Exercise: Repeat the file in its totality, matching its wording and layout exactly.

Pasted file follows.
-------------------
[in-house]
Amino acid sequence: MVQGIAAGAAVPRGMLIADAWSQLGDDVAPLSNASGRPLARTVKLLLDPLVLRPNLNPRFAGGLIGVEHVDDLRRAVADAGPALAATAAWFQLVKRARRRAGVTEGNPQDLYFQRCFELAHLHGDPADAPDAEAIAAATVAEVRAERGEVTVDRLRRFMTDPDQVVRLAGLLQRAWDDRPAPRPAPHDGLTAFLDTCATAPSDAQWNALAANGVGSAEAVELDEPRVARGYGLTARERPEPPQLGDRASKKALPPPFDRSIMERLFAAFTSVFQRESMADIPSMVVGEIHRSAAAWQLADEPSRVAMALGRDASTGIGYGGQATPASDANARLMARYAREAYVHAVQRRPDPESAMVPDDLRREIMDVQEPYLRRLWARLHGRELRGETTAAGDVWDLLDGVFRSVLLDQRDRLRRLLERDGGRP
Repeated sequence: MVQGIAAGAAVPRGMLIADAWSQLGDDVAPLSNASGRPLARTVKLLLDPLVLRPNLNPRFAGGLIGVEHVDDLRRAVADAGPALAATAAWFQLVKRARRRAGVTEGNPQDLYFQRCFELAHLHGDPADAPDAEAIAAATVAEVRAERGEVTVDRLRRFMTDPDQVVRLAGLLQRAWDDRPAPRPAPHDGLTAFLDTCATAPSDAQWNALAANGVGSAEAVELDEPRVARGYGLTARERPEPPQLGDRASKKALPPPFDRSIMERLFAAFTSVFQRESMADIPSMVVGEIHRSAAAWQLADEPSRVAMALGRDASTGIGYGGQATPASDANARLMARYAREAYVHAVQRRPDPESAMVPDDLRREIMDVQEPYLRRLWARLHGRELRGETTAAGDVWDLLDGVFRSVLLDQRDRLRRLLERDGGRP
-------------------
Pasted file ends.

[in-house]
Amino acid sequence: MVQGIAAGAAVPRGMLIADAWSQLGDDVAPLSNASGRPLARTVKLLLDPLVLRPNLNPRFAGGLIGVEHVDDLRRAVADAGPALAATAAWFQLVKRARRRAGVTEGNPQDLYFQRCFELAHLHGDPADAPDAEAIAAATVAEVRAERGEVTVDRLRRFMTDPDQVVRLAGLLQRAWDDRPAPRPAPHDGLTAFLDTCATAPSDAQWNALAANGVGSAEAVELDEPRVARGYGLTARERPEPPQLGDRASKKALPPPFDRSIMERLFAAFTSVFQRESMADIPSMVVGEIHRSAAAWQLADEPSRVAMALGRDASTGIGYGGQATPASDANARLMARYAREAYVHAVQRRPDPESAMVPDDLRREIMDVQEPYLRRLWARLHGRELRGETTAAGDVWDLLDGVFRSVLLDQRDRLRRLLERDGGRP
Repeated sequence: MVQGIAAGAAVPRGMLIADAWSQLGDDVAPLSNASGRPLARTVKLLLDPLVLRPNLNPRFAGGLIGVEHVDDLRRAVADAGPALAATAAWFQLVKRARRRAGVTEGNPQDLYFQRCFELAHLHGDPADAPDAEAIAAATVAEVRAERGEVTVDRLRRFMTDPDQVVRLAGLLQRAWDDRPAPRPAPHDGLTAFLDTCATAPSDAQWNALAANGVGSAEAVELDEPRVARGYGLTARERPEPPQLGDRASKKALPPPFDRSIMERLFAAFTSVFQRESMADIPSMVVGEIHRSAAAWQLADEPSRVAMALGRDASTGIGYGGQATPASDANARLMARYAREAYVHAVQRRPDPESAMVPDDLRREIMDVQEPYLRRLWARLHGRELRGETTAAGDVWDLLDGVFRSVLLDQRDRLRRLLERDGGRP